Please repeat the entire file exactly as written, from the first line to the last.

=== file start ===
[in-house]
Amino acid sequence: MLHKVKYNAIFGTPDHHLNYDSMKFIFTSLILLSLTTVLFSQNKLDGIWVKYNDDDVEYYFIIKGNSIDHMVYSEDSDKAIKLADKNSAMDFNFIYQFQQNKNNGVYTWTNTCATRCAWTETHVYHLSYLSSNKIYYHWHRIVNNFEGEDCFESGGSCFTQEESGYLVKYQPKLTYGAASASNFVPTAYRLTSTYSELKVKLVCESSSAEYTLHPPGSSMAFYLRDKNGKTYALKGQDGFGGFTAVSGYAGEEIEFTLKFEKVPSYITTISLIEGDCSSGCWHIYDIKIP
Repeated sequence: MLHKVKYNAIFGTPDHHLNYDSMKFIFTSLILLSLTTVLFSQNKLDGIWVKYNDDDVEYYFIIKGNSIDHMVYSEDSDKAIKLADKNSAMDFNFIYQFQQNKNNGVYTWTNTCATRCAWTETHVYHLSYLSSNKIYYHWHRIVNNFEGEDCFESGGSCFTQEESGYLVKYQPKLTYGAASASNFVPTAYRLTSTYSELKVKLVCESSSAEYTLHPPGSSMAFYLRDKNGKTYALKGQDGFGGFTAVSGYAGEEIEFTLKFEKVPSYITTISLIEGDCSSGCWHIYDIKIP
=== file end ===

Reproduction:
[in-house]
Amino acid sequence: MLHKVKYNAIFGTPDHHLNYDSMKFIFTSLILLSLTTVLFSQNKLDGIWVKYNDDDVEYYFIIKGNSIDHMVYSEDSDKAIKLADKNSAMDFNFIYQFQQNKNNGVYTWTNTCATRCAWTETHVYHLSYLSSNKIYYHWHRIVNNFEGEDCFESGGSCFTQEESGYLVKYQPKLTYGAASASNFVPTAYRLTSTYSELKVKLVCESSSAEYTLHPPGSSMAFYLRDKNGKTYALKGQDGFGGFTAVSGYAGEEIEFTLKFEKVPSYITTISLIEGDCSSGCWHIYDIKIP
Repeated sequence: MLHKVKYNAIFGTPDHHLNYDSMKFIFTSLILLSLTTVLFSQNKLDGIWVKYNDDDVEYYFIIKGNSIDHMVYSEDSDKAIKLADKNSAMDFNFIYQFQQNKNNGVYTWTNTCATRCAWTETHVYHLSYLSSNKIYYHWHRIVNNFEGEDCFESGGSCFTQEESGYLVKYQPKLTYGAASASNFVPTAYRLTSTYSELKVKLVCESSSAEYTLHPPGSSMAFYLRDKNGKTYALKGQDGFGGFTAVSGYAGEEIEFTLKFEKVPSYITTISLIEGDCSSGCWHIYDIKIP